Draws criticism from student senate
Pitzer College’s faculty senate recently passed two anti-Israel motions — one calling for the suspension of the school’s study abroad program in the country, and the other in support of the Boycott, Divestment and Sanctions movement, an anti-Israel campaign.
Pitzer College did not respond to a request for comment from The College Fix about whether the faculty council’s motion will be acted upon. However, a university spokeswoman told Inside Higher Ed the issue is under consideration through Pitzer’s shared governance process.
The faculty senate voted on the resolution to end support for studying abroad in Israel on Nov. 8, and it was approved by at least a four-to-one ratio, IHE reports.
In response, Pitzer’s student senate voted on a resolution condemning the faculty’s overreach that was voted on Nov. 11. It is unclear if the resolution will pass due to a procedural issue.
Isaiah Kramer, one of the authors of the student resolution, told The Fix in an email that it seeks to combat “a long-running political agenda driven by members of the Pitzer faculty to academically boycott the State of Israel.”
The college faculty at the private, Southern California institution included in their resolution under what conditions it would reinstate travel to Israel — when “the Israeli state ends its restrictions on entry to Israel based on ancestry and/or political speech,” and second, “the Israeli state adopts policies granting visas for exchanges to Palestinian universities on a fully equal basis as it does to Israeli universities,” The Claremont Independent reported.
The faculty’s other controversial motion is a dissent from a board of trustees decision made this past June. In June, the Pitzer Board of Trustees nullified a budget amendment from the student senate that would have embraced the BDS movement, according to The Independent.
The budget amendment had stated that Student Activities Funds would not be used to patronize specific corporations and organizations associated with “the illegal occupation of Palestinian territories, as first delineated by the Boycott, Divestment and Sanctions movement.” The budget then listed the corporations. It was passed this past April during a holiday when several students were not present to vote on the amendment.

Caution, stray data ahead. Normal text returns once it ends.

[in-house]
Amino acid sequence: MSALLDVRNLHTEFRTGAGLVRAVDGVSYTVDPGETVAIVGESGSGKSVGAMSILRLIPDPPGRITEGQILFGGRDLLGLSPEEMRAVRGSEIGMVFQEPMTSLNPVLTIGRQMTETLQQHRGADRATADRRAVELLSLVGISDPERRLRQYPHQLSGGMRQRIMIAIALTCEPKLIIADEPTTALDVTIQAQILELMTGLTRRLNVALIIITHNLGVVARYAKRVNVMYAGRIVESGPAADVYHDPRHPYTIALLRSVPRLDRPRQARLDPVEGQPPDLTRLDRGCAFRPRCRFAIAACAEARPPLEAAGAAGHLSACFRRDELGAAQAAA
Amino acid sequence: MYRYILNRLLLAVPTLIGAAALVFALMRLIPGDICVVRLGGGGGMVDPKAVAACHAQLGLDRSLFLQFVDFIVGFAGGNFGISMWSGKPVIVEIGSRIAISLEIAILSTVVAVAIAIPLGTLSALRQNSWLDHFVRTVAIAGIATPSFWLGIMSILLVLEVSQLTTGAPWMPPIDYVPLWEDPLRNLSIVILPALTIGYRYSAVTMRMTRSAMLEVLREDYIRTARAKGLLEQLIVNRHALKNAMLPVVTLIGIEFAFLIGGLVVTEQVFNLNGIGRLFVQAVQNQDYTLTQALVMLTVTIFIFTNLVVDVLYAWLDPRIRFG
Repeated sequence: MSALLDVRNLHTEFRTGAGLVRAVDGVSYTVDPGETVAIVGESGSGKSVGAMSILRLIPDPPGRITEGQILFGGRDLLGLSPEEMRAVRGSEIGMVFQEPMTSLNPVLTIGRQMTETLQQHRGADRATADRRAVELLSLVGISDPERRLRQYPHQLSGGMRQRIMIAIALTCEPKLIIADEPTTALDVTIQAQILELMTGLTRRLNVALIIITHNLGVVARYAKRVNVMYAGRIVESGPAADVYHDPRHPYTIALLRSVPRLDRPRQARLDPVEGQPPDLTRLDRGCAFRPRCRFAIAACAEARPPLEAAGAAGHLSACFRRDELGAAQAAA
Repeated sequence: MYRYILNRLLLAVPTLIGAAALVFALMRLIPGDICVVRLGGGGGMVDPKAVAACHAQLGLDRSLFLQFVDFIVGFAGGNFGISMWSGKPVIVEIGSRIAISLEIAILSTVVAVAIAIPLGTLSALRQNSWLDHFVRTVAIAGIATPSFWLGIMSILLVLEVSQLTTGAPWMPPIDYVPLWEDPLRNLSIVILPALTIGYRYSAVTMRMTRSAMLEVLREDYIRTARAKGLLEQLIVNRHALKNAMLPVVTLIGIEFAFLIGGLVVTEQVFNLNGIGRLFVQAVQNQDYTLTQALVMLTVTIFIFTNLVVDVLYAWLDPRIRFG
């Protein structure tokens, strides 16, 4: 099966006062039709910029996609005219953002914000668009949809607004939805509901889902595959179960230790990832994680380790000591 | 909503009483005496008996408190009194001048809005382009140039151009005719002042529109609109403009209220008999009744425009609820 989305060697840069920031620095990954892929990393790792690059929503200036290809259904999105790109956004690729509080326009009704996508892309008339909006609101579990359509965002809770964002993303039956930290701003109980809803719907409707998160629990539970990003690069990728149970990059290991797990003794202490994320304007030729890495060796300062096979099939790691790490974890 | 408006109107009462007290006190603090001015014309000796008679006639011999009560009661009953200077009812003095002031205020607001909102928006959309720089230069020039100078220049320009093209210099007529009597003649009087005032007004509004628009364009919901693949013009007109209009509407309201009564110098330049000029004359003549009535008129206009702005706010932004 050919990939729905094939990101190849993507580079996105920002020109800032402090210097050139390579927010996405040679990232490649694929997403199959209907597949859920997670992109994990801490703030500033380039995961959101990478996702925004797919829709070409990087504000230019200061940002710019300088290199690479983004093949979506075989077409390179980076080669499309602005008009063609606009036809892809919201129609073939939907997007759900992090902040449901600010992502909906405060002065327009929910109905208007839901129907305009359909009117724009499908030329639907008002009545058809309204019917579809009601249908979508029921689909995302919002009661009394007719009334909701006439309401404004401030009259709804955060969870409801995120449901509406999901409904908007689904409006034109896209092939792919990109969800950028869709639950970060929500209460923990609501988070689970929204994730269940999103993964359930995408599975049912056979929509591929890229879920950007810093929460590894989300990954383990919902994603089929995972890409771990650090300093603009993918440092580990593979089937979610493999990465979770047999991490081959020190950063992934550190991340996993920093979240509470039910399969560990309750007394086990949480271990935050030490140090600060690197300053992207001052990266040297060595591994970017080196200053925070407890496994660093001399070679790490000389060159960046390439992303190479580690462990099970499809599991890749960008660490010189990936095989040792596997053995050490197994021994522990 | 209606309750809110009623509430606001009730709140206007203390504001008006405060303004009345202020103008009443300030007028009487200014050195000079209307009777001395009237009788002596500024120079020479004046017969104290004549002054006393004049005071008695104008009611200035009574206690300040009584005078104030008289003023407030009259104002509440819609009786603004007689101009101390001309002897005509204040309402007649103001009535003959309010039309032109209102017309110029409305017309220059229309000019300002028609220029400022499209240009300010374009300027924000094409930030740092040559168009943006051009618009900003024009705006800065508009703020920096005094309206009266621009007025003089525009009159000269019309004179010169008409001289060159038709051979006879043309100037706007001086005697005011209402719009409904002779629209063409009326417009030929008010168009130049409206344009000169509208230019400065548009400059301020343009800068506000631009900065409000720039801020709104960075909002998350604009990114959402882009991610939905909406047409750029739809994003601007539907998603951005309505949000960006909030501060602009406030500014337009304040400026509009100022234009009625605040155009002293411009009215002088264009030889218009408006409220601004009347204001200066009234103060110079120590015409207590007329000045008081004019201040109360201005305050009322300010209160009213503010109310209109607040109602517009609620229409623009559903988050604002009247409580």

The board of trustees nullified the amendment in order to maintain the neutrality of the Student Activities Funds. The college faculty dissented, objecting to the “singling out this one issue as a basis for not accepting the Senate’s longstanding autonomy in controlling its funds,” according to The Independent.
On Nov. 11, two student senators authored the resolution with a third as a sponsor that denounced the faculty’s motion to suspend the study abroad program.
Despite the student senate’s previous support of the BDS movement, the resolution claimed that the faculty overreached in voting to “eliminate the University of Haifa study abroad program without consulting with other actors in Pitzer’s system of shared governance, including student representatives or the student body at large.”
It also accused the faculty of seeking to forward a “clear political agenda” and argued that the motion “constitutes an abuse of power and rebuke of Pitzer’s tradition of shared governance.”
Claire Wengrod, the sponsor of the resolution, told The Fix in an email that the Student Senate seemed “appalled” at the unilateral attempt to eliminate an opportunity for student learning.
She explained the student resolution was introduced and voted through with 12 votes in favor and two against, but that a quorum was not met and no official business should have been conducted. Therefore the student resolution may not officially count.
Prof. Ron Robin, president of the University of Haifa, released a statement blasting the college faculty’s motion.
“As Pitzer’s Student Senate articulated in a powerful resolution, the faculty’s decision is ‘a flagrant advancement of a political agenda at the expense of students who seek opportunities in Middle East/North African Studies, Arabic, Hebrew, Christianity, Judaism, Islam and the intercultural relations of Israeli and Palestinian ethnicities,” he wrote.
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